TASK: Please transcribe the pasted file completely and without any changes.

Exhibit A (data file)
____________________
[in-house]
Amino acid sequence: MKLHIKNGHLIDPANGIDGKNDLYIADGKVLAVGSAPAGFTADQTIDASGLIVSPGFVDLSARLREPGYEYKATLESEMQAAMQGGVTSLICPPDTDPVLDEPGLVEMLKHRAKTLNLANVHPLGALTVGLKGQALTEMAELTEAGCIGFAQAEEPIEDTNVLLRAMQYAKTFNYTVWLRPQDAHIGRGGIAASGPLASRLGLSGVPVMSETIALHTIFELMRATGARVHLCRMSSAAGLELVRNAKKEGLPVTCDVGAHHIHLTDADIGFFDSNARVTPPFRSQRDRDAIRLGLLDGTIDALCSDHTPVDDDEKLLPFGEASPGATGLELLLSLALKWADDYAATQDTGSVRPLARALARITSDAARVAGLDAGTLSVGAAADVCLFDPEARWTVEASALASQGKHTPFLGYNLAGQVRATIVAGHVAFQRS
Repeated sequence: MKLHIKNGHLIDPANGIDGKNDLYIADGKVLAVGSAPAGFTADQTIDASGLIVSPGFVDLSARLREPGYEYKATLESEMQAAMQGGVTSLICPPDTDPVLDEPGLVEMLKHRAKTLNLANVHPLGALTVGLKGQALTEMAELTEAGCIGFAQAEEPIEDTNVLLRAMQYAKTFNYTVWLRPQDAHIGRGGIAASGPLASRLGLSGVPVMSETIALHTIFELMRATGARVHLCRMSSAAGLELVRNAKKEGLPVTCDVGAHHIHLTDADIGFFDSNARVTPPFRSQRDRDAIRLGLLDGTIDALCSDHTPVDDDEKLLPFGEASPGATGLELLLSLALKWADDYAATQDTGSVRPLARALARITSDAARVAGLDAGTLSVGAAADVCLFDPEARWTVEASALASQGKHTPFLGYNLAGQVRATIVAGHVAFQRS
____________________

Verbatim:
[in-house]
Amino acid sequence: MKLHIKNGHLIDPANGIDGKNDLYIADGKVLAVGSAPAGFTADQTIDASGLIVSPGFVDLSARLREPGYEYKATLESEMQAAMQGGVTSLICPPDTDPVLDEPGLVEMLKHRAKTLNLANVHPLGALTVGLKGQALTEMAELTEAGCIGFAQAEEPIEDTNVLLRAMQYAKTFNYTVWLRPQDAHIGRGGIAASGPLASRLGLSGVPVMSETIALHTIFELMRATGARVHLCRMSSAAGLELVRNAKKEGLPVTCDVGAHHIHLTDADIGFFDSNARVTPPFRSQRDRDAIRLGLLDGTIDALCSDHTPVDDDEKLLPFGEASPGATGLELLLSLALKWADDYAATQDTGSVRPLARALARITSDAARVAGLDAGTLSVGAAADVCLFDPEARWTVEASALASQGKHTPFLGYNLAGQVRATIVAGHVAFQRS
Repeated sequence: MKLHIKNGHLIDPANGIDGKNDLYIADGKVLAVGSAPAGFTADQTIDASGLIVSPGFVDLSARLREPGYEYKATLESEMQAAMQGGVTSLICPPDTDPVLDEPGLVEMLKHRAKTLNLANVHPLGALTVGLKGQALTEMAELTEAGCIGFAQAEEPIEDTNVLLRAMQYAKTFNYTVWLRPQDAHIGRGGIAASGPLASRLGLSGVPVMSETIALHTIFELMRATGARVHLCRMSSAAGLELVRNAKKEGLPVTCDVGAHHIHLTDADIGFFDSNARVTPPFRSQRDRDAIRLGLLDGTIDALCSDHTPVDDDEKLLPFGEASPGATGLELLLSLALKWADDYAATQDTGSVRPLARALARITSDAARVAGLDAGTLSVGAAADVCLFDPEARWTVEASALASQGKHTPFLGYNLAGQVRATIVAGHVAFQRS